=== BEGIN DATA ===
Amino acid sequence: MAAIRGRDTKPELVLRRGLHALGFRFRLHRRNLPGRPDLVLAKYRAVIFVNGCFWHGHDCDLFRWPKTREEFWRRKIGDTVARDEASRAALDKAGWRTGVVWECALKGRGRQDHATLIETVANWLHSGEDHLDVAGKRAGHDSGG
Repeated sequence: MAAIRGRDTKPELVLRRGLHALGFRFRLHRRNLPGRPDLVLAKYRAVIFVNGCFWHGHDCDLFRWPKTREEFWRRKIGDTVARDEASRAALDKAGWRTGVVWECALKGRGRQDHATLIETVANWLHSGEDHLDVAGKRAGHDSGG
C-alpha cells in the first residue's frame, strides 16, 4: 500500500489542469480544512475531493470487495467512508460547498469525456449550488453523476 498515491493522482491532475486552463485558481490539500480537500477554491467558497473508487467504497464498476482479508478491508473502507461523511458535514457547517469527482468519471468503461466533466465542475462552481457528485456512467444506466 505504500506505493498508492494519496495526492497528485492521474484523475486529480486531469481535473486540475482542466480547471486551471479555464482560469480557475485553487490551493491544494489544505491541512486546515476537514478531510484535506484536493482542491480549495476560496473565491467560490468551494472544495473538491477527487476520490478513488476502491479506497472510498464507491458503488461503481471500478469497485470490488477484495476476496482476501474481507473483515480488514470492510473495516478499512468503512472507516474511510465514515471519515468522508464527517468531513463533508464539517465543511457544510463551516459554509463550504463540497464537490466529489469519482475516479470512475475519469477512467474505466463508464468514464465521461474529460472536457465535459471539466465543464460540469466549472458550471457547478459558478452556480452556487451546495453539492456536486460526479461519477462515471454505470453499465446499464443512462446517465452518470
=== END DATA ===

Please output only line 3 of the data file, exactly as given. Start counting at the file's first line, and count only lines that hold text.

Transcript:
C-alpha cells in the first residue's frame, strides 16, 4: 500500500489542469480544512475531493470487495467512508460547498469525456449550488453523476 498515491493522482491532475486552463485558481490539500480537500477554491467558497473508487467504497464498476482479508478491508473502507461523511458535514457547517469527482468519471468503461466533466465542475462552481457528485456512467444506466 505504500506505493498508492494519496495526492497528485492521474484523475486529480486531469481535473486540475482542466480547471486551471479555464482560469480557475485553487490551493491544494489544505491541512486546515476537514478531510484535506484536493482542491480549495476560496473565491467560490468551494472544495473538491477527487476520490478513488476502491479506497472510498464507491458503488461503481471500478469497485470490488477484495476476496482476501474481507473483515480488514470492510473495516478499512468503512472507516474511510465514515471519515468522508464527517468531513463533508464539517465543511457544510463551516459554509463550504463540497464537490466529489469519482475516479470512475475519469477512467474505466463508464468514464465521461474529460472536457465535459471539466465543464460540469466549472458550471457547478459558478452556480452556487451546495453539492456536486460526479461519477462515471454505470453499465446499464443512462446517465452518470